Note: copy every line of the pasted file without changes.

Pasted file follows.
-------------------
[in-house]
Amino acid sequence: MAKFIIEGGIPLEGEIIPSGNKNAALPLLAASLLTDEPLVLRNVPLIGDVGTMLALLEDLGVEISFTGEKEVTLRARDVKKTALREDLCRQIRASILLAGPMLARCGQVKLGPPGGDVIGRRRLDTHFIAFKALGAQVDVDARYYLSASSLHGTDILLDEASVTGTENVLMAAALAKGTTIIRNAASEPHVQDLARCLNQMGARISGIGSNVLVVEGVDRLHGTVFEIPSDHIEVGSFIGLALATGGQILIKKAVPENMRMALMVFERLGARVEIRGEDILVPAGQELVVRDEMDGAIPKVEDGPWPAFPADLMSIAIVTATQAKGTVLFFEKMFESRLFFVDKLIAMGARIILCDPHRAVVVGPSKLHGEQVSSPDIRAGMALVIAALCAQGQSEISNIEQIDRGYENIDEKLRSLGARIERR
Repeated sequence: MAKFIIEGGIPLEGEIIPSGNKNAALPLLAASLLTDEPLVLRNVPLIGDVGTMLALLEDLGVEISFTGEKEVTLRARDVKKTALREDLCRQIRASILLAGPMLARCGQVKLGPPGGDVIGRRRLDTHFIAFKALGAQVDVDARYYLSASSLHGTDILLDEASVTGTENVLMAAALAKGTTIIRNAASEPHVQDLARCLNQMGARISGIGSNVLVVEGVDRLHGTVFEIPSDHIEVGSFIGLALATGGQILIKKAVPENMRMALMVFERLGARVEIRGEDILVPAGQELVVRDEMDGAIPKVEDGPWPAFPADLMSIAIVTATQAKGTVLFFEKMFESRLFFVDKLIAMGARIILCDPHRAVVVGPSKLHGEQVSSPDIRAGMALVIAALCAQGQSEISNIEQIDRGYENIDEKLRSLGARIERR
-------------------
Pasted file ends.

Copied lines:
[in-house]
Amino acid sequence: MAKFIIEGGIPLEGEIIPSGNKNAALPLLAASLLTDEPLVLRNVPLIGDVGTMLALLEDLGVEISFTGEKEVTLRARDVKKTALREDLCRQIRASILLAGPMLARCGQVKLGPPGGDVIGRRRLDTHFIAFKALGAQVDVDARYYLSASSLHGTDILLDEASVTGTENVLMAAALAKGTTIIRNAASEPHVQDLARCLNQMGARISGIGSNVLVVEGVDRLHGTVFEIPSDHIEVGSFIGLALATGGQILIKKAVPENMRMALMVFERLGARVEIRGEDILVPAGQELVVRDEMDGAIPKVEDGPWPAFPADLMSIAIVTATQAKGTVLFFEKMFESRLFFVDKLIAMGARIILCDPHRAVVVGPSKLHGEQVSSPDIRAGMALVIAALCAQGQSEISNIEQIDRGYENIDEKLRSLGARIERR
Repeated sequence: MAKFIIEGGIPLEGEIIPSGNKNAALPLLAASLLTDEPLVLRNVPLIGDVGTMLALLEDLGVEISFTGEKEVTLRARDVKKTALREDLCRQIRASILLAGPMLARCGQVKLGPPGGDVIGRRRLDTHFIAFKALGAQVDVDARYYLSASSLHGTDILLDEASVTGTENVLMAAALAKGTTIIRNAASEPHVQDLARCLNQMGARISGIGSNVLVVEGVDRLHGTVFEIPSDHIEVGSFIGLALATGGQILIKKAVPENMRMALMVFERLGARVEIRGEDILVPAGQELVVRDEMDGAIPKVEDGPWPAFPADLMSIAIVTATQAKGTVLFFEKMFESRLFFVDKLIAMGARIILCDPHRAVVVGPSKLHGEQVSSPDIRAGMALVIAALCAQGQSEISNIEQIDRGYENIDEKLRSLGARIERR